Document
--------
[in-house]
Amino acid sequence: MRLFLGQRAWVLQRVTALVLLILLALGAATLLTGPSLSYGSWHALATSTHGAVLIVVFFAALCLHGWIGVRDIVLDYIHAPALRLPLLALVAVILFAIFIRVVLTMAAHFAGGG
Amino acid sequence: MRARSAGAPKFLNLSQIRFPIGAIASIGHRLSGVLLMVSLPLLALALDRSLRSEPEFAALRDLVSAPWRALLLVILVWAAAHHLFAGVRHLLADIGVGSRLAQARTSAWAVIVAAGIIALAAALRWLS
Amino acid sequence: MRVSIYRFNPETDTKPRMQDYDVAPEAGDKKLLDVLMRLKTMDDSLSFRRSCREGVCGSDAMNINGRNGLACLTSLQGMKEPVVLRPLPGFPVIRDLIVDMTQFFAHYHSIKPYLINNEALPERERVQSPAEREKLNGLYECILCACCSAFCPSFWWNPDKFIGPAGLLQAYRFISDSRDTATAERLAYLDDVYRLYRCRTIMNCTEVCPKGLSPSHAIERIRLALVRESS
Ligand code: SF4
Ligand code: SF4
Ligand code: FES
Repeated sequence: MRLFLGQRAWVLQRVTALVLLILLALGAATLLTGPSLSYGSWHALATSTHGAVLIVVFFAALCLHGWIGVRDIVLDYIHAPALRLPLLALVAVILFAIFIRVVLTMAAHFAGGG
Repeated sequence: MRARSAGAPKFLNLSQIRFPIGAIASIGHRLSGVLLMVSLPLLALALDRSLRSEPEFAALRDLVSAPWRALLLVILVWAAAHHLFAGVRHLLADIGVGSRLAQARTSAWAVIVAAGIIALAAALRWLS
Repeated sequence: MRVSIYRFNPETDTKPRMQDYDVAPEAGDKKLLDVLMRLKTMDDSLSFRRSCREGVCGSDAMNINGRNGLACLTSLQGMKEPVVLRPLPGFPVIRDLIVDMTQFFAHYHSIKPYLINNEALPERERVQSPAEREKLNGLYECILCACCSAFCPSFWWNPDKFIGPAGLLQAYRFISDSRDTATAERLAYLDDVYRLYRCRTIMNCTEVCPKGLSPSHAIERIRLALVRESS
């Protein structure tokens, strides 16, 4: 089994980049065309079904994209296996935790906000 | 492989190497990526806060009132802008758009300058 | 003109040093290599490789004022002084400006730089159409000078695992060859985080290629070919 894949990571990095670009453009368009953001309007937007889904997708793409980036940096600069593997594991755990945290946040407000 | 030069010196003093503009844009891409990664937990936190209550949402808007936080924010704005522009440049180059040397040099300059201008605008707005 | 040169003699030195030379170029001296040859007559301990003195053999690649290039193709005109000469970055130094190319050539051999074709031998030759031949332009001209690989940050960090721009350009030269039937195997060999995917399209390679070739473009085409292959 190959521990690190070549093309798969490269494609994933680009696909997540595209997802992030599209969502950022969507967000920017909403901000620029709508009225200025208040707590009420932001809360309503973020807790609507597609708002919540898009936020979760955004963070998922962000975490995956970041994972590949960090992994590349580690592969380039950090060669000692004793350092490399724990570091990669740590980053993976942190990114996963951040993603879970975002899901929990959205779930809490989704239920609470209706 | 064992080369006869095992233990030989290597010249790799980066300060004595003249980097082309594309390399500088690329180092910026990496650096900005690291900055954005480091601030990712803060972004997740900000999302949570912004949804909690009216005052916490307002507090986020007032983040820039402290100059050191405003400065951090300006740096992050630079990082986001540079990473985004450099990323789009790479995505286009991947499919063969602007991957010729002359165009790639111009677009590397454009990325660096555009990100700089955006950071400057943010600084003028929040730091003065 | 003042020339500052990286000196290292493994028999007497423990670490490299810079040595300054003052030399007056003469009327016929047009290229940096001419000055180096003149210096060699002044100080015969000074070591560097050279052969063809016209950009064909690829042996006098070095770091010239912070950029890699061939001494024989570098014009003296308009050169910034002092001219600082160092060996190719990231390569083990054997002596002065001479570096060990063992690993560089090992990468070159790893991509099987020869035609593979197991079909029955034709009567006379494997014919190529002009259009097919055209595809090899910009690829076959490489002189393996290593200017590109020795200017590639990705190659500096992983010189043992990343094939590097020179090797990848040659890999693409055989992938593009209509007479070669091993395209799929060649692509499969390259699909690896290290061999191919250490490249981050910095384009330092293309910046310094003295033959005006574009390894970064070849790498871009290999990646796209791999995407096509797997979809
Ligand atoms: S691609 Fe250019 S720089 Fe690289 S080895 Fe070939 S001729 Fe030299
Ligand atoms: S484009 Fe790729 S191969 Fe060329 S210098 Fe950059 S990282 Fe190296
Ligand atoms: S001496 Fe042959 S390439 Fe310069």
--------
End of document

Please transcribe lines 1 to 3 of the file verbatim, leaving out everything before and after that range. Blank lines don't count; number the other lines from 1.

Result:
[in-house]
Amino acid sequence: MRLFLGQRAWVLQRVTALVLLILLALGAATLLTGPSLSYGSWHALATSTHGAVLIVVFFAALCLHGWIGVRDIVLDYIHAPALRLPLLALVAVILFAIFIRVVLTMAAHFAGGG
Amino acid sequence: MRARSAGAPKFLNLSQIRFPIGAIASIGHRLSGVLLMVSLPLLALALDRSLRSEPEFAALRDLVSAPWRALLLVILVWAAAHHLFAGVRHLLADIGVGSRLAQARTSAWAVIVAAGIIALAAALRWLS